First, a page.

June 18, 2018
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Finding money will be key to Camden downtown plan

By Stephen Betts, BDN Staff

CAMDEN, Maine — After months of public forums and discussions, the proposed Camden Downtown Master Plan that calls for using the town’s advantages to encourage year-round economic strength will go before the Select Board at 7 p.m. Tuesday.

Camden Development Director Brian Hodges said the presentation to the Select Board will be only to provide information. He said the Select Board will schedule a public comment session on the plan at one of its May meetings.

“Camden is in a great position to capitalize on its existing natural, physical and people assets to achieve its goals for a vibrant, four-season downtown. The downtown retains most of its original structure and charm, has engaged merchants and business owners, a capable service committee, and dedicated town administrators and officials,” the plan states.

The report notes that paying for implementation of recommendations in the master plan will be the most important issue.

“Great ideas and plans are nice but without money to back them up, that’s about all they are,” the report states.

Since the voters most likely will not support the use of town taxes to pay for implementing the plan, implementation is dependent on other grants, programs and the tax increment financing districts, the report states.

Among the items identified by the report is that while the village has several public parking areas within comfortable walking distance, the lots are not well marked and are difficult to find.

“Bottlenecks and confusing intersections discourage pedestrian activity that is necessary for the vitality of the downtown,” the report states.

The report said that better signage is needed for parking areas.

The report also states that Camden has a distinct, compact downtown that offers advantages and disadvantages.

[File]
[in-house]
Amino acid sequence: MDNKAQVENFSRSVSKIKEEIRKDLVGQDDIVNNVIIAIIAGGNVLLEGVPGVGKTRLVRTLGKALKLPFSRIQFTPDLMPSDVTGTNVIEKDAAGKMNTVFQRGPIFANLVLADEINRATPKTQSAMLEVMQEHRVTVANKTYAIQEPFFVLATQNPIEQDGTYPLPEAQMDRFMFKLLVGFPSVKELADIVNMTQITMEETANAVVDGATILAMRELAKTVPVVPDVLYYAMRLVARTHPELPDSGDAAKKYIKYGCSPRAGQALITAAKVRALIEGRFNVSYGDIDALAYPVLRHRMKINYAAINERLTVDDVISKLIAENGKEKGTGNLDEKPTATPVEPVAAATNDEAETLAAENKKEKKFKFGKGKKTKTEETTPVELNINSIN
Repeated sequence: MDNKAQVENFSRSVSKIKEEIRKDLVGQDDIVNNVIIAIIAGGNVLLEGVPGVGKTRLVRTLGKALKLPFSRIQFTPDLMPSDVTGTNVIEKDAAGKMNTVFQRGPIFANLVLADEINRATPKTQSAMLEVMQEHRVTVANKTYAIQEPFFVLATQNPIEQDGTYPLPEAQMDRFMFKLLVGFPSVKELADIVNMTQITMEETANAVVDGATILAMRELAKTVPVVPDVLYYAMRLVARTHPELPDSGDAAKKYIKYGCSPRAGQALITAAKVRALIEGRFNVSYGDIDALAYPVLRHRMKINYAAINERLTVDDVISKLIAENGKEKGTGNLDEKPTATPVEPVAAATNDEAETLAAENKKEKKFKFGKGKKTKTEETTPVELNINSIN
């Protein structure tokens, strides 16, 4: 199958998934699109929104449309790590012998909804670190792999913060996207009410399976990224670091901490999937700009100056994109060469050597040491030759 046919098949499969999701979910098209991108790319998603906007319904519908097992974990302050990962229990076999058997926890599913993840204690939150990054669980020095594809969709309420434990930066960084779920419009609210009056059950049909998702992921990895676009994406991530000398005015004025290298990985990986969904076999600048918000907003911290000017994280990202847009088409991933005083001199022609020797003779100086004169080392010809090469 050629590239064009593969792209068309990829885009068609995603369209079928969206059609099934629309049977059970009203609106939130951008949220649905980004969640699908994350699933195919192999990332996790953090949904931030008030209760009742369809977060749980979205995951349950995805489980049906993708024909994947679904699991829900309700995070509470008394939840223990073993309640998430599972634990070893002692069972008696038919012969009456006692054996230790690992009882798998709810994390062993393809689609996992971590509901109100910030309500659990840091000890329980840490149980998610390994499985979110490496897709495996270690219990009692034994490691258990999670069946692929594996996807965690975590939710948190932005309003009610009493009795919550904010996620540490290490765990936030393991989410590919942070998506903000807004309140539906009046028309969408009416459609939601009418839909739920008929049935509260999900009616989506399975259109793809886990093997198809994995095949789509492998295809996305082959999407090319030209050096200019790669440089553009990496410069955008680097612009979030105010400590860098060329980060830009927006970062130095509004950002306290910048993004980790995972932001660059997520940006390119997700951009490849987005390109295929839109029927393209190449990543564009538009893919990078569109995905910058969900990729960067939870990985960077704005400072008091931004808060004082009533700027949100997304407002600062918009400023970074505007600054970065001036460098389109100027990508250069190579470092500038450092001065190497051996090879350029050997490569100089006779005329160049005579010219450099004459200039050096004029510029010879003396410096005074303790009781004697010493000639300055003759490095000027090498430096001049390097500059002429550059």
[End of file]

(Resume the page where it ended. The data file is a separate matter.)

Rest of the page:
“By necessity, Camden must focus on rehabilitating and improving its existing buildings. Another consequence of this compactness is for Camden to focus on activities that benefit from its density, such as conferences, rather than activities that require open space, such as big festivals and concerts,” according to the report.

The downtown master plan identifies seven economic development clusters to “increase economic interest in the downtown, provide the downtown with branding options, [and promote] a livable and viable community that sustains year-round jobs over the period of the next 20- to 25-year economic cycle.”

The clusters include a business growth cluster that could help redevelop existing buildings through a new tax increment financing district and federal and state historic tax credits as well as create an incubator program for new businesses; a technology cluster that could be assisted through Maine Community Foundation matching grants; a creative economy cluster that involves the library, opera house and attracting a movie theater; an events economy cluster; a recreational economy cluster that would include a pathway along the Megunticook River between the former tannery site that the town is trying to sell to the downtown; a historic and architecture cluster; and a tourism cluster that encompasses all of the other clusters.

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